Saturday, August 29, 2009

I just made quinoa tabouleh salad. Quinoa is grown in the Andes by indigenous peoples (Quechuas). I was reading Galeano's "Mirrors" the other night and he writes about the two Colorado university professors who were able to obtain a patent for the grain and after which they told the indigeneous peoples that even though they now legally own the patent, the farmers will be allowed to continue to plant the grain and that a portion of the proceeds will be given back to them. The farmers replied: (i'm paraphrasing)...these people must think we are dumb. Why would we accept your donations to what we already own?...The patent was rescinded.

I write about this only because I've been thinking lately about the free market of spiritual goods. I looked at a website about a famous "visionary and spiritual leader" who doesn't acknowledge no other teacher than his own experience even though his ideas are obviously borrowed from Buddhist teachings. He is received by his followers as an original and he is now a brand name.( or at least for the moment until the next one teacher appears).

One of my students asked the question: if I want to follow the Buddhist path, do I need to find an Asian teacher or seek to practice in an Asian sangha? If Buddhism has evolved to produce "American Buddhism" is there still a need for lineage and transmission from teacher to pupil as is done in the more traditional Buddhist paths? What is the rationale for a meditation center to call itself anything but a Buddhist center even though its teacher was once a serious Zen student? And what if after Zen, one dabbles in other spiritual practices, making one's experiences more eclectic and syncretistic, what happens to the tradition then? These are questions that make for good quinoa salad dinner conversation in my home.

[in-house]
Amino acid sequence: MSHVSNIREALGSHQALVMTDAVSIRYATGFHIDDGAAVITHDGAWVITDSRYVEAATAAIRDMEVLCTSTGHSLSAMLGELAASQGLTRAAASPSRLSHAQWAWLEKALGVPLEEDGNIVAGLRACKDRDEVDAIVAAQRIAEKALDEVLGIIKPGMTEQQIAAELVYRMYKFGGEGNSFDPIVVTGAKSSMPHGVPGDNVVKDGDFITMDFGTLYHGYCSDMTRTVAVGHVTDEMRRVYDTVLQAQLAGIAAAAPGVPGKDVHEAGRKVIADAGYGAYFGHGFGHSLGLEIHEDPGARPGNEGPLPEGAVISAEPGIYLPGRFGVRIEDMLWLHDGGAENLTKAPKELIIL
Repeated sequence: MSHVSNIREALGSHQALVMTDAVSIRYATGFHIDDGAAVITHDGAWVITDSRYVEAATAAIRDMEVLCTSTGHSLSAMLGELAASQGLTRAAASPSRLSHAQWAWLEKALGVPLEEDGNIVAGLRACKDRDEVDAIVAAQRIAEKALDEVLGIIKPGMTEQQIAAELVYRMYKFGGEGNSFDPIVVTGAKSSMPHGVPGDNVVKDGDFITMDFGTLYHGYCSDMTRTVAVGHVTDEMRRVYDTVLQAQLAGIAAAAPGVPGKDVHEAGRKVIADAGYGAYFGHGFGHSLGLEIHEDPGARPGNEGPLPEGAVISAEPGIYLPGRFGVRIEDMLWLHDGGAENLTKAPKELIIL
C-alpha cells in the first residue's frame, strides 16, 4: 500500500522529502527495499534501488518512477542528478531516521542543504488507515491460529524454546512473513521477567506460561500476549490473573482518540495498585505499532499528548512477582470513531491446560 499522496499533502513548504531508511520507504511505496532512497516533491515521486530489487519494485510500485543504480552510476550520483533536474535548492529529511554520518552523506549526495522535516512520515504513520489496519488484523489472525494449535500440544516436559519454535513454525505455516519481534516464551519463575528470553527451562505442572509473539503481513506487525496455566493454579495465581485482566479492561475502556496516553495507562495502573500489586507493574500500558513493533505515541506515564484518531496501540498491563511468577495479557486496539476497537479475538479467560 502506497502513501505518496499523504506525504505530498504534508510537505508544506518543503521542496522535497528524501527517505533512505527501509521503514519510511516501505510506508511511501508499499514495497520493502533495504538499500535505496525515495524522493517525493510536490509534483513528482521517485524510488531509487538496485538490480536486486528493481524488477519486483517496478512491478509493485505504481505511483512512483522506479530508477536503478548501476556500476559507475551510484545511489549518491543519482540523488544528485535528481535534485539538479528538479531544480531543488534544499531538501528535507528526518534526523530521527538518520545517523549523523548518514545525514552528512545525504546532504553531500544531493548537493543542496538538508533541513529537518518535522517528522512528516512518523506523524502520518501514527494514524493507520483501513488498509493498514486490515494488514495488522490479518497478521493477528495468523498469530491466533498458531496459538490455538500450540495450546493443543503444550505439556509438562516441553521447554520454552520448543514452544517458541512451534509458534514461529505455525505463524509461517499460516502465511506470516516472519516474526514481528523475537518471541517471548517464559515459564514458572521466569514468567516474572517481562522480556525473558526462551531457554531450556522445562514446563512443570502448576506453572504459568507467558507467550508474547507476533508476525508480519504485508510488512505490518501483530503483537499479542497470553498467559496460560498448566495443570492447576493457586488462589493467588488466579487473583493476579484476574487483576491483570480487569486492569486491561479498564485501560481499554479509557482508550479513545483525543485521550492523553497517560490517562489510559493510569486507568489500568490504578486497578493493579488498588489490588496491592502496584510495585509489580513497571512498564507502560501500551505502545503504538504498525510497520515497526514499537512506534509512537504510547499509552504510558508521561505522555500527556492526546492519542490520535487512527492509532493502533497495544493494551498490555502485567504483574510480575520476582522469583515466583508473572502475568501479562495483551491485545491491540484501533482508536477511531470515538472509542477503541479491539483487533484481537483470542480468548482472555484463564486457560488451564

This is also related to a question I get asked often these days? Who is a Babaylan? What is a Babaylan? In conversations, I hear about someone's Lola or Lolo as an indigenous healer and they are convinced that somehow they have inherited this gift but has never acknowledged it. There is no tradition they know of (having grown up in the US), no name to their experiences. Most of them keep it a secret in the family. Now that there are at least fragments of historical knowledge that we know about the tradition and we have a limited (primary or secondary) access to living Babaylans in the Philippines (so we know that the practice is still alive), is it now okay to come out of the closet as a Babaylan?

When I asked Grace Nono if she is a Babaylan, she said that in order to honor the primary Babaylans who have taught her for the last 15 years, she will not claim to be a Babaylan. However, she is willing to acknowledge that she has become a "gateway to the babaylan." Sister Mary John Mananzan said that she is inspired by the spirit of the Babaylan.

So whether it's questioning the Colorado professors who wanted to get the patent rights to quinoa that is owned by indigenous peoples in the Andes or whether it is a questioning of how to be a Buddhist in America or questioning whether to call one's self a babaylan or not, it is always better to do so at the dinner table where we are (hopefully) more consciously aware that it is the Land that feeds our bodies, minds, and spirit. The rest is only discourse.

We Filipinos like to joke about our eating habits. I suspect that we laugh because we know deep inside that eating is sacred because it connects the Land to our body and our Kapwa.. Eating as ritual in praise of the gift-giver...

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